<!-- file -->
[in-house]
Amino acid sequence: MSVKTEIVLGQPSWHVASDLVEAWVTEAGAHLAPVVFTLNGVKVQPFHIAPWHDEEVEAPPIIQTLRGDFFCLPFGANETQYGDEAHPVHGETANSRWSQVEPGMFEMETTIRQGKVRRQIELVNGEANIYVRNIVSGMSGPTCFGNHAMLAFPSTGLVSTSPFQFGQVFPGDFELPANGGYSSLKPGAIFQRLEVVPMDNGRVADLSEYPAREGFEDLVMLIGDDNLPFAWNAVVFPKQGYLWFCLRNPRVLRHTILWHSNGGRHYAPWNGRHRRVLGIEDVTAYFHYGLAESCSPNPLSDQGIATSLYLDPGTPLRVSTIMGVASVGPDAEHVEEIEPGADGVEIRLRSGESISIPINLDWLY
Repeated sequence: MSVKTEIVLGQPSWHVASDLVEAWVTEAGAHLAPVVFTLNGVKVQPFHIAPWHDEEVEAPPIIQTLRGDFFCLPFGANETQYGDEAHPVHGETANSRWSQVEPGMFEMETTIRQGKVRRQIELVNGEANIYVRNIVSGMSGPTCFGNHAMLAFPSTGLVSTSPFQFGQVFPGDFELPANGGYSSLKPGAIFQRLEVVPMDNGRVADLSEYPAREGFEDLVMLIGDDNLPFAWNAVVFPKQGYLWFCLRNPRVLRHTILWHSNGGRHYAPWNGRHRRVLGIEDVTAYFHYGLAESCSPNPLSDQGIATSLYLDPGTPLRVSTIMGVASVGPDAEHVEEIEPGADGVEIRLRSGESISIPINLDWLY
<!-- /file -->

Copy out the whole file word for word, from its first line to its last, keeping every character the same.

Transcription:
[in-house]
Amino acid sequence: MSVKTEIVLGQPSWHVASDLVEAWVTEAGAHLAPVVFTLNGVKVQPFHIAPWHDEEVEAPPIIQTLRGDFFCLPFGANETQYGDEAHPVHGETANSRWSQVEPGMFEMETTIRQGKVRRQIELVNGEANIYVRNIVSGMSGPTCFGNHAMLAFPSTGLVSTSPFQFGQVFPGDFELPANGGYSSLKPGAIFQRLEVVPMDNGRVADLSEYPAREGFEDLVMLIGDDNLPFAWNAVVFPKQGYLWFCLRNPRVLRHTILWHSNGGRHYAPWNGRHRRVLGIEDVTAYFHYGLAESCSPNPLSDQGIATSLYLDPGTPLRVSTIMGVASVGPDAEHVEEIEPGADGVEIRLRSGESISIPINLDWLY
Repeated sequence: MSVKTEIVLGQPSWHVASDLVEAWVTEAGAHLAPVVFTLNGVKVQPFHIAPWHDEEVEAPPIIQTLRGDFFCLPFGANETQYGDEAHPVHGETANSRWSQVEPGMFEMETTIRQGKVRRQIELVNGEANIYVRNIVSGMSGPTCFGNHAMLAFPSTGLVSTSPFQFGQVFPGDFELPANGGYSSLKPGAIFQRLEVVPMDNGRVADLSEYPAREGFEDLVMLIGDDNLPFAWNAVVFPKQGYLWFCLRNPRVLRHTILWHSNGGRHYAPWNGRHRRVLGIEDVTAYFHYGLAESCSPNPLSDQGIATSLYLDPGTPLRVSTIMGVASVGPDAEHVEEIEPGADGVEIRLRSGESISIPINLDWLY